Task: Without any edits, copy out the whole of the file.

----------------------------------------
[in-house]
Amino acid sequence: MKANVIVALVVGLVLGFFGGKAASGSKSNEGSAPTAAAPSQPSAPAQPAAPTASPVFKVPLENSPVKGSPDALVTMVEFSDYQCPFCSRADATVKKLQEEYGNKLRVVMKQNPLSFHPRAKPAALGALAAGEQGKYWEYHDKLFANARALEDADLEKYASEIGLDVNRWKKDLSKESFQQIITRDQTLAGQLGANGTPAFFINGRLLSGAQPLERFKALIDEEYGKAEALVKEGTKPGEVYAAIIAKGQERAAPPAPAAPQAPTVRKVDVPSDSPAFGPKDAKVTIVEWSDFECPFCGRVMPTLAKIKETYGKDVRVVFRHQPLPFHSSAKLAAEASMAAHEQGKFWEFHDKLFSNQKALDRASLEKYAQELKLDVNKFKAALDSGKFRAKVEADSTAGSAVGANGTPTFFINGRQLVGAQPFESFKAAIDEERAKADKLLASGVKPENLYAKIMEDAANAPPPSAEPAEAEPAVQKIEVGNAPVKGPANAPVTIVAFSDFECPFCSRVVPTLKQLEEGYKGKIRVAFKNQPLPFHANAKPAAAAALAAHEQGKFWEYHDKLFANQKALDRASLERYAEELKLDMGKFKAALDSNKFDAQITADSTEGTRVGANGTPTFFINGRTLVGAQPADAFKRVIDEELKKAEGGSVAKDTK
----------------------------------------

[in-house]
Amino acid sequence: MKANVIVALVVGLVLGFFGGKAASGSKSNEGSAPTAAAPSQPSAPAQPAAPTASPVFKVPLENSPVKGSPDALVTMVEFSDYQCPFCSRADATVKKLQEEYGNKLRVVMKQNPLSFHPRAKPAALGALAAGEQGKYWEYHDKLFANARALEDADLEKYASEIGLDVNRWKKDLSKESFQQIITRDQTLAGQLGANGTPAFFINGRLLSGAQPLERFKALIDEEYGKAEALVKEGTKPGEVYAAIIAKGQERAAPPAPAAPQAPTVRKVDVPSDSPAFGPKDAKVTIVEWSDFECPFCGRVMPTLAKIKETYGKDVRVVFRHQPLPFHSSAKLAAEASMAAHEQGKFWEFHDKLFSNQKALDRASLEKYAQELKLDVNKFKAALDSGKFRAKVEADSTAGSAVGANGTPTFFINGRQLVGAQPFESFKAAIDEERAKADKLLASGVKPENLYAKIMEDAANAPPPSAEPAEAEPAVQKIEVGNAPVKGPANAPVTIVAFSDFECPFCSRVVPTLKQLEEGYKGKIRVAFKNQPLPFHANAKPAAAAALAAHEQGKFWEYHDKLFANQKALDRASLERYAEELKLDMGKFKAALDSNKFDAQITADSTEGTRVGANGTPTFFINGRTLVGAQPADAFKRVIDEELKKAEGGSVAKDTK